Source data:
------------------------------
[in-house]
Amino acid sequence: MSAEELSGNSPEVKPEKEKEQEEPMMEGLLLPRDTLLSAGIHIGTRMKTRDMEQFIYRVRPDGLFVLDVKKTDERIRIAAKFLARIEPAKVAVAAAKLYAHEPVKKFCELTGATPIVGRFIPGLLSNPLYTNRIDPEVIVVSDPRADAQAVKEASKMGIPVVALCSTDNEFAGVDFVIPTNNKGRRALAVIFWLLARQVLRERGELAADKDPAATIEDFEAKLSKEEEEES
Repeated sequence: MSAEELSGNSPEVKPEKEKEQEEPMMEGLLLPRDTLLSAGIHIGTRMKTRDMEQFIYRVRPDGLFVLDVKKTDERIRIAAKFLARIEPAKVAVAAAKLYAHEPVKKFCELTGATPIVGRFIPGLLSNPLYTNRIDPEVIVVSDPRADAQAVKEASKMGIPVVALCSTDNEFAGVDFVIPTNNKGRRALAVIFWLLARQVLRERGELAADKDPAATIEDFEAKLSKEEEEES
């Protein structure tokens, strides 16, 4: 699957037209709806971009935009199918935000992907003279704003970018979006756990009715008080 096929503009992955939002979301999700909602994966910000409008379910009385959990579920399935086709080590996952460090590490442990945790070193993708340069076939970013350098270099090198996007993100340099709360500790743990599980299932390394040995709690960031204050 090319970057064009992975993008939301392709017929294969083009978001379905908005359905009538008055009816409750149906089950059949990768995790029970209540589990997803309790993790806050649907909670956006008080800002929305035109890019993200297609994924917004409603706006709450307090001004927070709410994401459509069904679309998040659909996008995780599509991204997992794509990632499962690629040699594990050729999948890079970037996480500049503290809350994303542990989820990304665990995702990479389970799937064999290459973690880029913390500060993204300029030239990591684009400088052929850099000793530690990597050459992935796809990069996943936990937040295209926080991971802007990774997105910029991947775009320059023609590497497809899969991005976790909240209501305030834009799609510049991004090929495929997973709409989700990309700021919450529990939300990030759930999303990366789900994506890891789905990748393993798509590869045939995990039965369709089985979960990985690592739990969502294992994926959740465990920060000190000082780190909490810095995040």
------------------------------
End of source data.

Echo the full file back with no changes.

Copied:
[in-house]
Amino acid sequence: MSAEELSGNSPEVKPEKEKEQEEPMMEGLLLPRDTLLSAGIHIGTRMKTRDMEQFIYRVRPDGLFVLDVKKTDERIRIAAKFLARIEPAKVAVAAAKLYAHEPVKKFCELTGATPIVGRFIPGLLSNPLYTNRIDPEVIVVSDPRADAQAVKEASKMGIPVVALCSTDNEFAGVDFVIPTNNKGRRALAVIFWLLARQVLRERGELAADKDPAATIEDFEAKLSKEEEEES
Repeated sequence: MSAEELSGNSPEVKPEKEKEQEEPMMEGLLLPRDTLLSAGIHIGTRMKTRDMEQFIYRVRPDGLFVLDVKKTDERIRIAAKFLARIEPAKVAVAAAKLYAHEPVKKFCELTGATPIVGRFIPGLLSNPLYTNRIDPEVIVVSDPRADAQAVKEASKMGIPVVALCSTDNEFAGVDFVIPTNNKGRRALAVIFWLLARQVLRERGELAADKDPAATIEDFEAKLSKEEEEES
């Protein structure tokens, strides 16, 4: 699957037209709806971009935009199918935000992907003279704003970018979006756990009715008080 096929503009992955939002979301999700909602994966910000409008379910009385959990579920399935086709080590996952460090590490442990945790070193993708340069076939970013350098270099090198996007993100340099709360500790743990599980299932390394040995709690960031204050 090319970057064009992975993008939301392709017929294969083009978001379905908005359905009538008055009816409750149906089950059949990768995790029970209540589990997803309790993790806050649907909670956006008080800002929305035109890019993200297609994924917004409603706006709450307090001004927070709410994401459509069904679309998040659909996008995780599509991204997992794509990632499962690629040699594990050729999948890079970037996480500049503290809350994303542990989820990304665990995702990479389970799937064999290459973690880029913390500060993204300029030239990591684009400088052929850099000793530690990597050459992935796809990069996943936990937040295209926080991971802007990774997105910029991947775009320059023609590497497809899969991005976790909240209501305030834009799609510049991004090929495929997973709409989700990309700021919450529990939300990030759930999303990366789900994506890891789905990748393993798509590869045939995990039965369709089985979960990985690592739990969502294992994926959740465990920060000190000082780190909490810095995040």